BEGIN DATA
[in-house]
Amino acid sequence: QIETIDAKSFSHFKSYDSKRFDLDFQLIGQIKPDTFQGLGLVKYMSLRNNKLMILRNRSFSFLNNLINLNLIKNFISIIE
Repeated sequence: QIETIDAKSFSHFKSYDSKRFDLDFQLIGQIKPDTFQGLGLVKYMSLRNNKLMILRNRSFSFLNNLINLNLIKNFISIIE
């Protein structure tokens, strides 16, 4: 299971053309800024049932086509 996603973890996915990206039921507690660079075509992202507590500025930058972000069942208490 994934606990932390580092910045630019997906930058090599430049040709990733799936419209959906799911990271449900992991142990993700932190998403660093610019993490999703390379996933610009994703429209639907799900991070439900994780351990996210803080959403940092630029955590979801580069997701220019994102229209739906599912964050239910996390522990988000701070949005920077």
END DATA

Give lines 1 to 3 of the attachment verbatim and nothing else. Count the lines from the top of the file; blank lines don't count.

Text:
[in-house]
Amino acid sequence: QIETIDAKSFSHFKSYDSKRFDLDFQLIGQIKPDTFQGLGLVKYMSLRNNKLMILRNRSFSFLNNLINLNLIKNFISIIE
Repeated sequence: QIETIDAKSFSHFKSYDSKRFDLDFQLIGQIKPDTFQGLGLVKYMSLRNNKLMILRNRSFSFLNNLINLNLIKNFISIIE